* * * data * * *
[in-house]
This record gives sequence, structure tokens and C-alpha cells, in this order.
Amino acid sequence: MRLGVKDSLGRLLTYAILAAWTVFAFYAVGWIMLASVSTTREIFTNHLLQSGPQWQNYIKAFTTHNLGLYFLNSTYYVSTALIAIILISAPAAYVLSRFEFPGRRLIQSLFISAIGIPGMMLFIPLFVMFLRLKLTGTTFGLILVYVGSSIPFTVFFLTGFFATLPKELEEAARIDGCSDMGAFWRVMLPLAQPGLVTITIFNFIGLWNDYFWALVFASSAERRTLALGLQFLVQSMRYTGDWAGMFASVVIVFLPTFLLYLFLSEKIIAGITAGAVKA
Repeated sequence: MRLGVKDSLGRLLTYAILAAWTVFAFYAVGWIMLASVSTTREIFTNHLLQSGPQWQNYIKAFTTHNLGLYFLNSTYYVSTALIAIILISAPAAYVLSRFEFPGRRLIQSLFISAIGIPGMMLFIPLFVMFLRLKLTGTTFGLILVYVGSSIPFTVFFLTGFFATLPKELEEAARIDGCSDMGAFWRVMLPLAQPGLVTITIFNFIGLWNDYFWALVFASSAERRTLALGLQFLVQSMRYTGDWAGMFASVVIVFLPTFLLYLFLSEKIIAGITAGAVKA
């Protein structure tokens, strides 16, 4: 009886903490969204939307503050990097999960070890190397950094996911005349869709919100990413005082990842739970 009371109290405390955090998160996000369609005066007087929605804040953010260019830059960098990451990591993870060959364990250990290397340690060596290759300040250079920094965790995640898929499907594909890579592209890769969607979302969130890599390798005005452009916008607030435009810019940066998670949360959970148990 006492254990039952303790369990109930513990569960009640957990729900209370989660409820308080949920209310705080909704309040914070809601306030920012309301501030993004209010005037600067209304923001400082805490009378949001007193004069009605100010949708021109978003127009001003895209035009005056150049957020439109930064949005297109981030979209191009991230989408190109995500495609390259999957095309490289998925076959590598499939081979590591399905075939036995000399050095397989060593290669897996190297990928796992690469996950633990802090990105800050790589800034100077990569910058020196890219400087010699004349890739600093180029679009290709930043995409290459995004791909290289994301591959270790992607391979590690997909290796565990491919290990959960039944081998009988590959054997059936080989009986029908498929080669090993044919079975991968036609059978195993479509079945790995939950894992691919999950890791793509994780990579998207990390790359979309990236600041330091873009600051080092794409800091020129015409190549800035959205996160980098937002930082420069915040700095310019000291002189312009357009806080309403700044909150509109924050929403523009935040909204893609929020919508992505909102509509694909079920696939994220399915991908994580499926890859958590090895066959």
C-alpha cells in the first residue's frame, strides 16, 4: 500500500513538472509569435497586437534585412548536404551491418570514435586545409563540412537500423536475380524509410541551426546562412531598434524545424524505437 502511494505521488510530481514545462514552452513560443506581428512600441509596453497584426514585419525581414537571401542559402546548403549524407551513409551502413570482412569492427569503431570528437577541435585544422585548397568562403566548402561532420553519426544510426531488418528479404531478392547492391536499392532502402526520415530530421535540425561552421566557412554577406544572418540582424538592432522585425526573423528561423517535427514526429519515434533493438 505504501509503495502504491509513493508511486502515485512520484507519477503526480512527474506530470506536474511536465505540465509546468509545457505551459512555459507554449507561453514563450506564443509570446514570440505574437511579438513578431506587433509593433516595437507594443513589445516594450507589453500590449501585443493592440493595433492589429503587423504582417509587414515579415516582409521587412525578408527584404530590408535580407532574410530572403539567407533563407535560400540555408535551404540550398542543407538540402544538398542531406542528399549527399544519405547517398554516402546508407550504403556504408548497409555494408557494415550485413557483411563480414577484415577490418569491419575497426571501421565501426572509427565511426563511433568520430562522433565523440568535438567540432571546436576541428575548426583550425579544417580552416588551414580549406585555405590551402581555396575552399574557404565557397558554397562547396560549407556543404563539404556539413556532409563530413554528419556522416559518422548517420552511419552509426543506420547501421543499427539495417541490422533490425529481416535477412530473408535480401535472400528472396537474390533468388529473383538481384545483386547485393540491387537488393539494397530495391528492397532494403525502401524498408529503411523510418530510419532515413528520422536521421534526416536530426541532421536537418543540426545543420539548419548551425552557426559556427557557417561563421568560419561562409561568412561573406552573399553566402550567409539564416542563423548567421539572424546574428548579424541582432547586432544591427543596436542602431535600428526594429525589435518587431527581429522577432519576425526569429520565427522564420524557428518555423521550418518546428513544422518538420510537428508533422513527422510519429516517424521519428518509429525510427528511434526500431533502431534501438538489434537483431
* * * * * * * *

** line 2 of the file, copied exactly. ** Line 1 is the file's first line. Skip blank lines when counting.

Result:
This record gives sequence, structure tokens and C-alpha cells, in this order.